That's about one in 10 of the 22 million students in those grades, as calculated by the U.S. Department of Education. Half the time, the study reported, the students were using these drugs not so much to get high as "to help me with my problems" or "to help me with specific tasks." That motivation was growing rapidly, Hedrick says.
Hat Tip: BoingBoing.
New Scientist has an interview with psychologist/primatologist Tetsuro Matsuzawa (may require subscription for full article). He describes a number of ways in which chimps can outperform humans on cognitive tasks, especially certain tests of short-term memory. They're also better at recognizing upside-down faces, a skill that might be more helpful to a chimp (that spends time upside-down hanging from a tree) than to a human. He also states that ". . . wild chimps make use of about 200 plant species out of 600 in the forest. They can discriminate - they have a botanist's memory for these plants, their seasons, locations and their uses."
And, here's an interesting tidbit related to chimp color perception:
In many ways, chimps' perception and interpretation of the world is as developed as ours. For example, chimps recognise the same boundaries on the colour spectrum as humans. I can't say anything about their subjective experience of colour, just as I can't say anything about yours, but chimps trained to call the primary colours by their English labels attach those labels to the same parts of the visible spectrum that humans do.
Here's a link to a note I wrote at Stanford Law School on legal and ethical issues related to great apes, like chimpanzees.
Much of the debate around neuroethics is a subset of a larger debate about human enhancement (essentially, efforts to make our bodies, not just healthy, but better than well--more fit, more durable, more aware, etc.).
(photos from Wired)
An article in Wired magazine describes people who have implanted a magnet under the skin of their ring fingers in order to develop what is described as a "sixth sense" ability to detect magnetic materials and electromagnetic radiation:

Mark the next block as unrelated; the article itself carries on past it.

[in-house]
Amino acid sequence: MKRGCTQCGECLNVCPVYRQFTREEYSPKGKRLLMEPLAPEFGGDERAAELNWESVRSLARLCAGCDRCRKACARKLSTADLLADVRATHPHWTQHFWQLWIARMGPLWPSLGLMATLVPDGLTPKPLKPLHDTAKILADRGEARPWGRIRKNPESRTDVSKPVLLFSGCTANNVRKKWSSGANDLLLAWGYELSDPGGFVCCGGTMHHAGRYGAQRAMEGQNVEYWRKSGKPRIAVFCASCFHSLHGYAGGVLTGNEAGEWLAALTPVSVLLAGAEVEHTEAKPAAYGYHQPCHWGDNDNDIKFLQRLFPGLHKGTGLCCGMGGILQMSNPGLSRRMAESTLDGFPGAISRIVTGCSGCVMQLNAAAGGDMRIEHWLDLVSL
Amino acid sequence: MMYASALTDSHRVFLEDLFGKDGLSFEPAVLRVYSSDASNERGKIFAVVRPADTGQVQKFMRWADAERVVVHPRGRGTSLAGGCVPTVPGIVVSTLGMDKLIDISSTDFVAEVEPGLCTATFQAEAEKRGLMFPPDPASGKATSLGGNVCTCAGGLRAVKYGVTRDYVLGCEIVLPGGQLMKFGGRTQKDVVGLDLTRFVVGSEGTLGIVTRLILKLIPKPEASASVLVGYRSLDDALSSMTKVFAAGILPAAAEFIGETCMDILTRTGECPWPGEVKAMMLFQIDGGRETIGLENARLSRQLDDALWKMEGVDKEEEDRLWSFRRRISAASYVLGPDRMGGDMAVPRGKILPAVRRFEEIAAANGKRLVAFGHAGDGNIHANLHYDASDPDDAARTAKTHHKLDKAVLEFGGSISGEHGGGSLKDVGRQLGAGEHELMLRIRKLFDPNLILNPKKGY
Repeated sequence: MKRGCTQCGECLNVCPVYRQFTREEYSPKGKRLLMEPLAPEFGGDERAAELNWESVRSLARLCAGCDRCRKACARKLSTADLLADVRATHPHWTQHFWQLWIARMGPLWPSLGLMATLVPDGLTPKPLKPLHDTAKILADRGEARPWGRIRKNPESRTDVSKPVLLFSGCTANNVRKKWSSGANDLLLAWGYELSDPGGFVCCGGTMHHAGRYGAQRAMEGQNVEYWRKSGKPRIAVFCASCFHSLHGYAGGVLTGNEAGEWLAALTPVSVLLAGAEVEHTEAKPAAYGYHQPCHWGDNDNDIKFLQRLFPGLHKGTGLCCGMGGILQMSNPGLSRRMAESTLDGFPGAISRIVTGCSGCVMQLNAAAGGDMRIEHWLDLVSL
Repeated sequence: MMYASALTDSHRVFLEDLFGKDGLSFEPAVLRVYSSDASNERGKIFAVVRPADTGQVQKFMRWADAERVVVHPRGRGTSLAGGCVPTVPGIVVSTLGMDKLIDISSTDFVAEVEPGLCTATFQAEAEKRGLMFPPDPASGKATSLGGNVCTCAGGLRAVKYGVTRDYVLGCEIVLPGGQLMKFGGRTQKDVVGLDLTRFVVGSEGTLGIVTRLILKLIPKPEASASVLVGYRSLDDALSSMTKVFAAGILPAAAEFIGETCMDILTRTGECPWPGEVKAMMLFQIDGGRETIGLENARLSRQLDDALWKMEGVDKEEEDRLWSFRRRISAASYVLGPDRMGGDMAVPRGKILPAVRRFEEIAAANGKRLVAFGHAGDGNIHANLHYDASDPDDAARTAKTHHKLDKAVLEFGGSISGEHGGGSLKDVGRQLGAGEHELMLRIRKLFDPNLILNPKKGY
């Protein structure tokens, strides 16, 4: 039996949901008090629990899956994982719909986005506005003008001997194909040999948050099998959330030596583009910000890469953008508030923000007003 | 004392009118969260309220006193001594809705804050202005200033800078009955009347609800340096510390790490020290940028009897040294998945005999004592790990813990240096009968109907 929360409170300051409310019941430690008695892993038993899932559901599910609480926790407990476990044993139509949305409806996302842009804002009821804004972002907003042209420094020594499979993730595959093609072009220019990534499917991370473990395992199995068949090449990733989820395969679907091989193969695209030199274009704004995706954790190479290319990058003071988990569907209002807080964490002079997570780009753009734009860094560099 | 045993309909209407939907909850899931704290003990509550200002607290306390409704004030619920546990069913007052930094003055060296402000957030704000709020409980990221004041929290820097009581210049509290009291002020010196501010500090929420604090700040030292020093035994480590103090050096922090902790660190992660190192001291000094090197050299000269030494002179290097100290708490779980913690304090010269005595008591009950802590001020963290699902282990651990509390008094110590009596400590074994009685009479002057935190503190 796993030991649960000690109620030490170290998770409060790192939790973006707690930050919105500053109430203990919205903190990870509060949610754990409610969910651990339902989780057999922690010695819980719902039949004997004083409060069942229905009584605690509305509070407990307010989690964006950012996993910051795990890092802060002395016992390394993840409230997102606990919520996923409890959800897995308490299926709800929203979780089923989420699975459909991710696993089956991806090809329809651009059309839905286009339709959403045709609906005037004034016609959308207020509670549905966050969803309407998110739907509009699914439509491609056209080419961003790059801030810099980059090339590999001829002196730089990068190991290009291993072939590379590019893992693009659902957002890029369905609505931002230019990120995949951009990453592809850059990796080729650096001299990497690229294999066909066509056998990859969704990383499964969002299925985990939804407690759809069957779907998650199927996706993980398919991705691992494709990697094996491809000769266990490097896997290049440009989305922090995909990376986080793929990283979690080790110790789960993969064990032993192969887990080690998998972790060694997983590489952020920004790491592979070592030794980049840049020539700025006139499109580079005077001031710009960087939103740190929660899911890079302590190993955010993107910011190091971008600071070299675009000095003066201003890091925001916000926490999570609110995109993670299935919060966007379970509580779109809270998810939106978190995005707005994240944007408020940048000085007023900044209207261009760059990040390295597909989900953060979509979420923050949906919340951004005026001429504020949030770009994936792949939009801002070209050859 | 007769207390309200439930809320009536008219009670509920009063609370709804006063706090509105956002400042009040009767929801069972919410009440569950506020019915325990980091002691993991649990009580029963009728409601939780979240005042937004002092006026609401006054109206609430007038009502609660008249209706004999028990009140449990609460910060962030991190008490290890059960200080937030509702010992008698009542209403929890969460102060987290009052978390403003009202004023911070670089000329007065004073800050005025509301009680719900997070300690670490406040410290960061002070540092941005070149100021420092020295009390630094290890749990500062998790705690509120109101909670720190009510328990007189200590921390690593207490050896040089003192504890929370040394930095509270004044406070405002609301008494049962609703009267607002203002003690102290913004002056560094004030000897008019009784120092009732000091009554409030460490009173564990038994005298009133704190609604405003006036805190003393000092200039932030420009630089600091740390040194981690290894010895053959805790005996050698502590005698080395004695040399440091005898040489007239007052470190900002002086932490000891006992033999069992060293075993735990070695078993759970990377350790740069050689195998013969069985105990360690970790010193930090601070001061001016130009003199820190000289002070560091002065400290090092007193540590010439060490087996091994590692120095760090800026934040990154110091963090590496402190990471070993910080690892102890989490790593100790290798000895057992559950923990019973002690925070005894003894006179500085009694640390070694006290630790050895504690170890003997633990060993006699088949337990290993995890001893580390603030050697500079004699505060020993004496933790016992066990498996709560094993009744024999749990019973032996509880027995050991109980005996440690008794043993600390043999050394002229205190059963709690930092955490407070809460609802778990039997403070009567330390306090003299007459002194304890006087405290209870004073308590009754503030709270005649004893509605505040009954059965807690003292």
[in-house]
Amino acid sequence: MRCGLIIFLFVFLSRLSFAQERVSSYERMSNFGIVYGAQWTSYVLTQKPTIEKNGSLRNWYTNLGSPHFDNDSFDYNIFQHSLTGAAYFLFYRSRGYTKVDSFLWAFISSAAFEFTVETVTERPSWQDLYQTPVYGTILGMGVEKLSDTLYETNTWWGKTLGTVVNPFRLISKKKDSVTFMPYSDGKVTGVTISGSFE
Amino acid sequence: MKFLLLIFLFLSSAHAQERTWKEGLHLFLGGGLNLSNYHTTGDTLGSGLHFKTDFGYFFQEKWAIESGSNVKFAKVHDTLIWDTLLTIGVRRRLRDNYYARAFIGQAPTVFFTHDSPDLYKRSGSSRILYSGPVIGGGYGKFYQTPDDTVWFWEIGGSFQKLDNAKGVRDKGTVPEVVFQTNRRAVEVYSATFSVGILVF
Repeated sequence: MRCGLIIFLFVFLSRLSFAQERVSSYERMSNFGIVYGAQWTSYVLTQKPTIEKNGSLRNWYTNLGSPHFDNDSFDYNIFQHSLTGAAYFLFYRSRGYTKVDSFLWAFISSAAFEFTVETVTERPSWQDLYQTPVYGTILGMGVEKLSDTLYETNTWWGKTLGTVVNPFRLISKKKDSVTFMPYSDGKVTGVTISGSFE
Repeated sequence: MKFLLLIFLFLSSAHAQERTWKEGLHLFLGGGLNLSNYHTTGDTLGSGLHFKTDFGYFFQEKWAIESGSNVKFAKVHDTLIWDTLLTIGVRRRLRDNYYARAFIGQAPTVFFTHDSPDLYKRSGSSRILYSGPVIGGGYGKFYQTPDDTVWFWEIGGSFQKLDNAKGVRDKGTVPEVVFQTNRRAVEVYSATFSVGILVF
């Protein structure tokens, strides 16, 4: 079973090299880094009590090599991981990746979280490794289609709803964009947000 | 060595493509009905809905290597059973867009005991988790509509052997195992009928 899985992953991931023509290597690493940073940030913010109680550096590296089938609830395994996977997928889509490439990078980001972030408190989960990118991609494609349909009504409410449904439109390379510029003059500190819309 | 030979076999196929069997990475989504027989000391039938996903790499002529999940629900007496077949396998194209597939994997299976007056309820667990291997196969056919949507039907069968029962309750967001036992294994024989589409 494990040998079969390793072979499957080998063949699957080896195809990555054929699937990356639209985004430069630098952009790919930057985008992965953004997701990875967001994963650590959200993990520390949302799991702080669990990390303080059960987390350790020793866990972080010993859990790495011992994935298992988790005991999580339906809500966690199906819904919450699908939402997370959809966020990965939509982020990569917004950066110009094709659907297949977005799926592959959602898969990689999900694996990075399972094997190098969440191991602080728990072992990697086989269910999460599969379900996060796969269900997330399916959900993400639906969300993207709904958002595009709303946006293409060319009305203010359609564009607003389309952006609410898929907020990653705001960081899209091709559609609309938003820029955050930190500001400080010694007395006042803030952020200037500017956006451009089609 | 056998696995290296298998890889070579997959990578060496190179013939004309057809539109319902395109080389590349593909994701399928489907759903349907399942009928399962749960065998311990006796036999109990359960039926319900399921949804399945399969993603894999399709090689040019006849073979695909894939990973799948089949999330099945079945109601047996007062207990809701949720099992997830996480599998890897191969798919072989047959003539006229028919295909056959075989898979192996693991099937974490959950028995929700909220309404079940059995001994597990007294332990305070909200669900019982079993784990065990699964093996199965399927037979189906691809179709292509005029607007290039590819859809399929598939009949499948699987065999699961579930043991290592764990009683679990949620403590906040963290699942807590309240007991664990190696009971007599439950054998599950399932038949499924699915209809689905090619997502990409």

Todd Huffman, a graduate student at Arizona State University with a background in neuroscience, joined the project and brainstormed with Jarrell and Haworth about how, and where, to best implant a powerful magnet. He helped come up with the most effective design for an implant, and eventually became the first recipient. "The fingertip was chosen because of the high nerve density, and because the hands are constantly interacting with the environment, increasing the chances of sensing electromagnetism in the world," Huffman says.
. . . .
According to Huffman, the magnet works by moving very slightly, or with a noticeable oscillation, in response to EM fields. This stimulates the somatosensory receptors in the fingertip, the same nerves that are responsible for perceiving pressure, temperature and pain. Huffman and other recipients found they could locate electric stovetops and motors, and pick out live electrical cables. Appliance cords in the United States give off a 60-Hz field, a sensation with which Huffman has become intimately familiar. "It is a light, rapid buzz," he says.
By way of "don't try this at home," the article also describes lots of the dangers of doing such a thing. (Hat tip: Boing Boing).